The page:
The CCRA is unlike NACM’s other longtime designation programs in that it is a standalone program. It exists outside of NACM’s “Career Roadmap” that includes the Credit Business Associate (CBA), Credit Business Fellow (CBF) and Certified Credit Executive (CCE), the latter of which is still NACM’s top-level designation for members.

The CCRA was created after Financial Statement Analysis II was removed from the CBF designation, with the new requirements effective January 1, 2013. NACM’s Education Department updated the extracted course and renamed it Financial Statement Analysis, Interpretation & Credit Risk Assessment to better reflect its emphasis. The updated version is now considered by NACM to be the cornerstone of the CCRA.

“We realized that Financial Statement Analysis II wasn’t for everyone, and that it served as a bit of a roadblock to the CBF for some members. However, we also recognized that some credit department personnel need that in-depth, advanced financial analysis background, which is why this standalone designation was created,” said NACM President Robin Schauseil, CAE.

As with other designation courses, Financial Statement Analysis, Interpretation & Credit Risk Assessment can be completed alone as a certificate session. However, earning the CCRA requires the completion of three courses: Basic Accounting, Financial Statement Analysis I and the new Financial Statement Analysis, Interpretation & Credit Risk Assessment. The methods available to complete each course vary and can be found under “Education” at www.nacm.org. The first opportunity to take Financial Statement Analysis, Interpretation & Credit Risk Assessment is a five-segment session and exam held at Credit Congress from May 18-23.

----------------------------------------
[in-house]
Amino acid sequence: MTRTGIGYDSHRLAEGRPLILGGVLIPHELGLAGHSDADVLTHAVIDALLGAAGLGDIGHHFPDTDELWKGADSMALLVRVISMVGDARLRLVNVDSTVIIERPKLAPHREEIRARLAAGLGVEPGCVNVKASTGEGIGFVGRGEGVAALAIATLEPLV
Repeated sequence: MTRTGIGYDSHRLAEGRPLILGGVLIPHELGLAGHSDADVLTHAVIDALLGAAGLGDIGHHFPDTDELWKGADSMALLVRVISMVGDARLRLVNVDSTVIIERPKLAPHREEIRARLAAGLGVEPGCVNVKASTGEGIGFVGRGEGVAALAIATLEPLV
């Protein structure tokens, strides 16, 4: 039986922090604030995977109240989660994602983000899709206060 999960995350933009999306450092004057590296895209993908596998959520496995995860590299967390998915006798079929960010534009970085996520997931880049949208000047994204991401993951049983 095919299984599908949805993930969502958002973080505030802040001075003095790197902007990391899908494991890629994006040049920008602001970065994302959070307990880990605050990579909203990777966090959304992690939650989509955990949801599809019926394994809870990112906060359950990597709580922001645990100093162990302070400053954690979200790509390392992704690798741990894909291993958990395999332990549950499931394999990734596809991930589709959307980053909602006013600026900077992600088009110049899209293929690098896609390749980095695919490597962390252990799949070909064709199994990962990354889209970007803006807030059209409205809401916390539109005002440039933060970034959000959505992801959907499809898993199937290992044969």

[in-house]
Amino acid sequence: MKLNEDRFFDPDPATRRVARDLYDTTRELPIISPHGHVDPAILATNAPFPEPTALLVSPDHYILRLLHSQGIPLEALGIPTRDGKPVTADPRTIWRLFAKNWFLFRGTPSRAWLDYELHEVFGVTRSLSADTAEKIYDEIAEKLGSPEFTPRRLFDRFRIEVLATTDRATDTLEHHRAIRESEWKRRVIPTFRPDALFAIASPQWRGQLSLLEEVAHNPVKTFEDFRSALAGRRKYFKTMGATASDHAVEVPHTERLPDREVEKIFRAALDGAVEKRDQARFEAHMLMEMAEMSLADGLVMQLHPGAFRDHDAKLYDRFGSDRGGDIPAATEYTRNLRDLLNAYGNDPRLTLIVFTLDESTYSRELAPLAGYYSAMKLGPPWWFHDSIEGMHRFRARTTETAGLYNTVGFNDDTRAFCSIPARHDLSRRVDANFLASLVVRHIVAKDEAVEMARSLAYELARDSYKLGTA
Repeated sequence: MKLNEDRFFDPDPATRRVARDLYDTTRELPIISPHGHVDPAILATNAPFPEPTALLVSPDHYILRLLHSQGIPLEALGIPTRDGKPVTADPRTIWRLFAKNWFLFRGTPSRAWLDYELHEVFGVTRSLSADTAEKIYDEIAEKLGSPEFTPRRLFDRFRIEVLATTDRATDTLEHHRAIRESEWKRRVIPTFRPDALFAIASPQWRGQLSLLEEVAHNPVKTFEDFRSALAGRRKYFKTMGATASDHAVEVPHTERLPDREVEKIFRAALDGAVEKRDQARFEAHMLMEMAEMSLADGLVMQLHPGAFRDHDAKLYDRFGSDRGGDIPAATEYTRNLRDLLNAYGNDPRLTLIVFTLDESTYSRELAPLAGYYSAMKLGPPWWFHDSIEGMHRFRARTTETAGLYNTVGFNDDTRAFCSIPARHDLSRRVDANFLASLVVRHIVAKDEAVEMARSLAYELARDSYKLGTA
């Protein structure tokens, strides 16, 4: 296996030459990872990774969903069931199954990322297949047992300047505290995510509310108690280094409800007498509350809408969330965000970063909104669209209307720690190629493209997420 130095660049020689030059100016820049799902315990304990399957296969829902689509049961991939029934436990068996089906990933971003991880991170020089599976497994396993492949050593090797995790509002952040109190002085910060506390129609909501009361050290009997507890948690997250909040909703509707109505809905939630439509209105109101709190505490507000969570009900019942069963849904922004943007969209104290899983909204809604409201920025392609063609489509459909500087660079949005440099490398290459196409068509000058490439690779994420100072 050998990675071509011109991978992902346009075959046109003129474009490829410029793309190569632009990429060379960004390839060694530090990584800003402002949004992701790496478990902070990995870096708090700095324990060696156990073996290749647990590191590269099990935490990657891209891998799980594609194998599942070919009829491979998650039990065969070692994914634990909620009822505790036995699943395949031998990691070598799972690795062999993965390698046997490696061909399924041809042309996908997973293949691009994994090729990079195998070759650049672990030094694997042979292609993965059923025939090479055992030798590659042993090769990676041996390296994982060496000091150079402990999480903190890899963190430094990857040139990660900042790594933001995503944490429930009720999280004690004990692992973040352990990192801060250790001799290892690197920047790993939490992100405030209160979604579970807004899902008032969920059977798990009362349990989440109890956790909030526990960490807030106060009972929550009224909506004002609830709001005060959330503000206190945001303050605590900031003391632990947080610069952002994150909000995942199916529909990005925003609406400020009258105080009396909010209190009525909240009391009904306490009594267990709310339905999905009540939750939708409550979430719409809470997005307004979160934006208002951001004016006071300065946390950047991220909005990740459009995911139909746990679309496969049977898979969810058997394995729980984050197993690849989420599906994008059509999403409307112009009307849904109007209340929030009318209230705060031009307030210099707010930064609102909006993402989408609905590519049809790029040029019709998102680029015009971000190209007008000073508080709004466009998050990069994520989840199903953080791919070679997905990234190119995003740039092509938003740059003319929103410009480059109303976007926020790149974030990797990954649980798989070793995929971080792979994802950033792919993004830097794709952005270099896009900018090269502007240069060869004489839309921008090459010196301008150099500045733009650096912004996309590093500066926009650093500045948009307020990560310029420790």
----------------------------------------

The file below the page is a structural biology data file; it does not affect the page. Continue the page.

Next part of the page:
Though separate from the “roadmap” lineup of certifications, the CCRA will serve as key program for credit professionals tied to deeper financial analysis responsibilities and for those who will be in the future. It is also designed to build background and add key skill sets for those pursuing a designation path already in play.

“If you’ve earned your CBA and want, or need more financial analysis skills, this is for you,” Schauseil said. “It’s a great precursor to the CCE even though it’s not a part of the NACM career roadmap. It’s also a great precursor for NACM's Graduate School of Credit and Financial Management.”

This story was provided by NACM National and was included in the weekly eNews.

 




October 15, 2012
Written By: Maggie Bessenbacher

 

In mid-September, I was in Seattle for the annual CFDD conference.  If you aren’t familiar with NACM’s Credit and Financial Development Division, this is a group that is committed to developing tomorrow's business leaders through core offerings.

While the intent of the CFDD conference is to provide education and networking opportunities, which is similar to NACM’s annual Credit Congress, there are a few differences. 

  • There isn’t an expo, so there are no vendors at the CFDD conference.
  • There are fewer attendees.  This year, there were just more than a hundred attendees at the CFDD conference compared to 12,000 attendees at Credit Congress.
  • The registration price to attend the CFDD conference is about half as much as Credit Congress. 

There are pros and cons to these differences.  No vendors means no hounding phone calls when you get back to the office.  Fewer people mean the overall experience is a little cozier, a little more manageable and a little less intimidating.  The registration price is easier to sell to those who approve your expenses.